City of Hobart’s Proctors Road open in time for school return

Proctors Road

The City of Hobart’s much-used Proctors Road upgrade has been completed ahead of time and will be open and ready for the full return of schools.

The important road joining Tolmans Hill/the Southern Outlet with Sandy Bay was closed on January 3 to start work on the $850 000 project and has reopened before state schools return.

The completed works include:

  • installation of a rockfall fence to prevent large rocks falling on to the road and creating traffic hazards as well as new line marking to better delineate the road edge;
  • improving the guardrail that separates drivers from a steep embankment and see major improvements to the road surface to create a safer drive by fixing surface defects
  • resurfacing of Proctors Road from above Baintree Avenue to Olinda Grove.

Hobart Lord Mayor Anna Reynolds said it was vital to have this project completed before all schools return.

“Proctors Road is a vital conduit between the Southern Outlet and Sandy Bay, with many commuters, teachers, students and parents using this route to school, university or work,” Cr Reynolds said.

“While the difference between holiday traffic and school traffic in reality is only about six per cent extra vehicles, it is important we have all access routes open to ensure traffic flow.”

Cr Reynolds said this project was part of a much broader picture, with the City of Hobart to finalise a transport strategy this year, which will outline a strategic direction for improving streets, spaces and systems in the growing Capital City.

“A key focus of the plan will be providing people with more choices for moving around the city and making it more attractive to live, work and play throughout Hobart,” she said.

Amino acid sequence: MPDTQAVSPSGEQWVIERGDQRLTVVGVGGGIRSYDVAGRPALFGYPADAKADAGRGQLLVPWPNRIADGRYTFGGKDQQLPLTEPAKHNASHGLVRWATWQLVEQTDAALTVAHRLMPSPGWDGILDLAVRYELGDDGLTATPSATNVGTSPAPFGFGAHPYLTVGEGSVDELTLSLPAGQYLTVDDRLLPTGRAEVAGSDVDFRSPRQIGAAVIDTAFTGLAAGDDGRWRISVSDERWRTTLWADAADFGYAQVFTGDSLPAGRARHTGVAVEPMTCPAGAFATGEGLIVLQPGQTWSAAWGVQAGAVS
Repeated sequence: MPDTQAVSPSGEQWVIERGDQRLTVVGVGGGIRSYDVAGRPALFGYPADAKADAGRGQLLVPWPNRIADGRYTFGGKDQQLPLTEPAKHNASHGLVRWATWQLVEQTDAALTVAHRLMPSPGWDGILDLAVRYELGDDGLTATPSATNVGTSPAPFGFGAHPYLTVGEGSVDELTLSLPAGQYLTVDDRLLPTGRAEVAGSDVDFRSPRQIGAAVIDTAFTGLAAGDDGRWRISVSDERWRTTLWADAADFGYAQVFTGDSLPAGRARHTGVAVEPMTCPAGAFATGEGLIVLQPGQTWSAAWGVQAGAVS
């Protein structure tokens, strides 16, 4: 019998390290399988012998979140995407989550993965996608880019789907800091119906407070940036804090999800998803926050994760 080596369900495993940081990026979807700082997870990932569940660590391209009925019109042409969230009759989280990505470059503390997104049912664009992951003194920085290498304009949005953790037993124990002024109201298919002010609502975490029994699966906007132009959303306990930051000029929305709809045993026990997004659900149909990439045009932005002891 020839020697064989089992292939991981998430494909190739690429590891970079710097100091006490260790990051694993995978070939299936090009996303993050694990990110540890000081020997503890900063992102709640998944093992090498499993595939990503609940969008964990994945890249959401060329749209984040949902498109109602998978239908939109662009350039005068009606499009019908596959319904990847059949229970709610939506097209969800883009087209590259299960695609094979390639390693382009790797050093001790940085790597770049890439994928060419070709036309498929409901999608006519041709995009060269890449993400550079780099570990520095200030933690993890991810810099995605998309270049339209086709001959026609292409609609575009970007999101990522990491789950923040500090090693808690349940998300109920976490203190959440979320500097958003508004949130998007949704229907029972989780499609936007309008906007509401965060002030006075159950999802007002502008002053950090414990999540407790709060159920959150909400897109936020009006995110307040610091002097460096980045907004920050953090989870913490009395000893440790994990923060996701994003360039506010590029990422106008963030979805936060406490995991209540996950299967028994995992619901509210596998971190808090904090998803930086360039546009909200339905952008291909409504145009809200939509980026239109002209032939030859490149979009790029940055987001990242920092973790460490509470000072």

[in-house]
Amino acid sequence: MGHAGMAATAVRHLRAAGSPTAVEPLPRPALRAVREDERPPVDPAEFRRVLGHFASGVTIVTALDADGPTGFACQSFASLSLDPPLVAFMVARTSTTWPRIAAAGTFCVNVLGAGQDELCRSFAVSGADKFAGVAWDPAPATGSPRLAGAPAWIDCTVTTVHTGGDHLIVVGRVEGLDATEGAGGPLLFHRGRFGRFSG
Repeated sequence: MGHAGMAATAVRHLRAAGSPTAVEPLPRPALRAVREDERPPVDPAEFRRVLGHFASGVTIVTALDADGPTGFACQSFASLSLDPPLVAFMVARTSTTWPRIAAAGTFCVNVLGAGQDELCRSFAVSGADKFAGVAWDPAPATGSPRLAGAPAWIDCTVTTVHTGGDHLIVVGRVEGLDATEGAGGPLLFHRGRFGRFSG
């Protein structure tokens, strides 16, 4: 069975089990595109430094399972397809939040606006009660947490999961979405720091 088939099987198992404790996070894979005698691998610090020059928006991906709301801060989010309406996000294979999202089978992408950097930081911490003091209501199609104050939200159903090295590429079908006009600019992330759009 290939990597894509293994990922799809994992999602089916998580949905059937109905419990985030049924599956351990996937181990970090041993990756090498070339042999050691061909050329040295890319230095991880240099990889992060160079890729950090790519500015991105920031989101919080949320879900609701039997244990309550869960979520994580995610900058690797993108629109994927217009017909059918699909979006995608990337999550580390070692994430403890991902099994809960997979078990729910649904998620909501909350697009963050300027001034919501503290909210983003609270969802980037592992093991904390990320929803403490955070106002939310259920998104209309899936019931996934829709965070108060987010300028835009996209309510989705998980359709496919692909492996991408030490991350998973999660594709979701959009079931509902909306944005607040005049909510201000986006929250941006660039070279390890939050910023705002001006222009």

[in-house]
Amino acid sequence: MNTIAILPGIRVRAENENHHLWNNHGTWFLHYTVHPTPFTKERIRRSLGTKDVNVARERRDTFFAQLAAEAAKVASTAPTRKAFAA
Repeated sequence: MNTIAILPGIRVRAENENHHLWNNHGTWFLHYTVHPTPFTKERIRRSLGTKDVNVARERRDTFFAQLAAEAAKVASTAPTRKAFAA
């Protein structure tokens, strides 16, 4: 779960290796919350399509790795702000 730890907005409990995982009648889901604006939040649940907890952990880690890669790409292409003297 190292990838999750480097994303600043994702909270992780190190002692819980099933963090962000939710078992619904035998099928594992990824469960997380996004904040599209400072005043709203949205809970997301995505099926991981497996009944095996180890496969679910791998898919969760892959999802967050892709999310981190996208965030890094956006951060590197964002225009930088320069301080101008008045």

“And this includes working with several schools to develop plans to help more parents and kids walk and ride to school.

“The School Active Travel Plans will improve accessibility around our schools to make walking and riding to school a safe, convenient and attractive option that will help our community become more active and less congested.”

Hobart City Mobility Portfolio Chair Ryan Posselt said ensuring safety was the aim of these projects.

“Road safety for car users is the ultimate goal, but we also want people on the move to think of others forms of transport to get to school or work,” Cr Posselt said.

“Having more than one option to reach your destination is vital in ensuring Hobart is a functioning, fluid city.”

On average, 83 per cent of all journeys to work in Hobart are by car, which is a higher proportion that any other Australian capital city.

“We need to give people in Hobart more attractive options to move around our city to create a more balanced transport network,” Cr Posselt said.

“Improving our streets for walking, cycling and public transport is crucial for our city to grow in a sustainable way without suffocating in traffic.

“When someone rides a bike for transport, it means one less car on the road and one more parking bay available to someone who needs it more. There are also population health benefits associated with active transport.

“Implementing a safe and connected cycling network means more people walking and riding bikes.”

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